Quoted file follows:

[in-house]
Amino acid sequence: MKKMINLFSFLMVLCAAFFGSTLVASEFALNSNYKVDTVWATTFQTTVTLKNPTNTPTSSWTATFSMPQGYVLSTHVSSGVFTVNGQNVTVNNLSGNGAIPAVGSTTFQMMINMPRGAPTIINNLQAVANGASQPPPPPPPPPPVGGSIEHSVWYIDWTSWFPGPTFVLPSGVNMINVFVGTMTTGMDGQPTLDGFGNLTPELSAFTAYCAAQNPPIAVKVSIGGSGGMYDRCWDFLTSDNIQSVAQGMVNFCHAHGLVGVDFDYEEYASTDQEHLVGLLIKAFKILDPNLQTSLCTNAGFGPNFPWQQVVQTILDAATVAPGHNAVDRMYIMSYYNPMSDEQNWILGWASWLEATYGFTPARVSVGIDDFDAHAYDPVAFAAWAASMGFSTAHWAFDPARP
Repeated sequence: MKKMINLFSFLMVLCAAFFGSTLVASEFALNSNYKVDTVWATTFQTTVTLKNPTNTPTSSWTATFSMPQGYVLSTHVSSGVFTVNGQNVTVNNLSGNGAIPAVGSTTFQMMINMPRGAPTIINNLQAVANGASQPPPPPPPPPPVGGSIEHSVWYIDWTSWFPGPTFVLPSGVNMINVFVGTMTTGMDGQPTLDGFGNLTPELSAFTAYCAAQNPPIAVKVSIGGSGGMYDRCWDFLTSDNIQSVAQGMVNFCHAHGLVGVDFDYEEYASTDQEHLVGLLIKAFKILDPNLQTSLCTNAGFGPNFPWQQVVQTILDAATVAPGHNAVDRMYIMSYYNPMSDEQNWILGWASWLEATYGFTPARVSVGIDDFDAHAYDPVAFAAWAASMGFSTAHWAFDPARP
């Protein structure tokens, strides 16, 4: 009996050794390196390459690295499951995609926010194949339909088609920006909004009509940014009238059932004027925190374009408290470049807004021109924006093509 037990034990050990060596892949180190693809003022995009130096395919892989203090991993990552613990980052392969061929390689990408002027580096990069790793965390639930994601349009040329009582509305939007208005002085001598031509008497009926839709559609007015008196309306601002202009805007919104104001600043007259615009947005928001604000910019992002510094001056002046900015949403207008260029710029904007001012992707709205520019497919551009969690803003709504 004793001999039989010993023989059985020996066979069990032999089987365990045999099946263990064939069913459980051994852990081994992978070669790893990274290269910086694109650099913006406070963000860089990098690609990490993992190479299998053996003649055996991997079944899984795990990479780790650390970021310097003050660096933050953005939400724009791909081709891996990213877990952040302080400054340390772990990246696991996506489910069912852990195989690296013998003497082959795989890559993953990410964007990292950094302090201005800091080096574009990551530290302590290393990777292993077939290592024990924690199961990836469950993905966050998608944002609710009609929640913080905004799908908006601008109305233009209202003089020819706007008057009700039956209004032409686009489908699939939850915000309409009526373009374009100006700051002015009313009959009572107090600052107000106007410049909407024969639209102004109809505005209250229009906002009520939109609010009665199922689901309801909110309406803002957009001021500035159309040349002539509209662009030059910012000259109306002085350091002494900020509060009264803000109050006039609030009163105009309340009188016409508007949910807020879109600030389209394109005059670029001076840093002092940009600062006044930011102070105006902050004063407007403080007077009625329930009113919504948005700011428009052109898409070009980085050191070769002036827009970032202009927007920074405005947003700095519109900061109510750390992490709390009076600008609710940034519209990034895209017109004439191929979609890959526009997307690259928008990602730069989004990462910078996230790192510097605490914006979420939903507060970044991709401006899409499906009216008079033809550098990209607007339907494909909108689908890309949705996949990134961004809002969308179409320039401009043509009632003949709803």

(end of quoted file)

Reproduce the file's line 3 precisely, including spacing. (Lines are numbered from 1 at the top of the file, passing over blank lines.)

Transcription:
Repeated sequence: MKKMINLFSFLMVLCAAFFGSTLVASEFALNSNYKVDTVWATTFQTTVTLKNPTNTPTSSWTATFSMPQGYVLSTHVSSGVFTVNGQNVTVNNLSGNGAIPAVGSTTFQMMINMPRGAPTIINNLQAVANGASQPPPPPPPPPPVGGSIEHSVWYIDWTSWFPGPTFVLPSGVNMINVFVGTMTTGMDGQPTLDGFGNLTPELSAFTAYCAAQNPPIAVKVSIGGSGGMYDRCWDFLTSDNIQSVAQGMVNFCHAHGLVGVDFDYEEYASTDQEHLVGLLIKAFKILDPNLQTSLCTNAGFGPNFPWQQVVQTILDAATVAPGHNAVDRMYIMSYYNPMSDEQNWILGWASWLEATYGFTPARVSVGIDDFDAHAYDPVAFAAWAASMGFSTAHWAFDPARP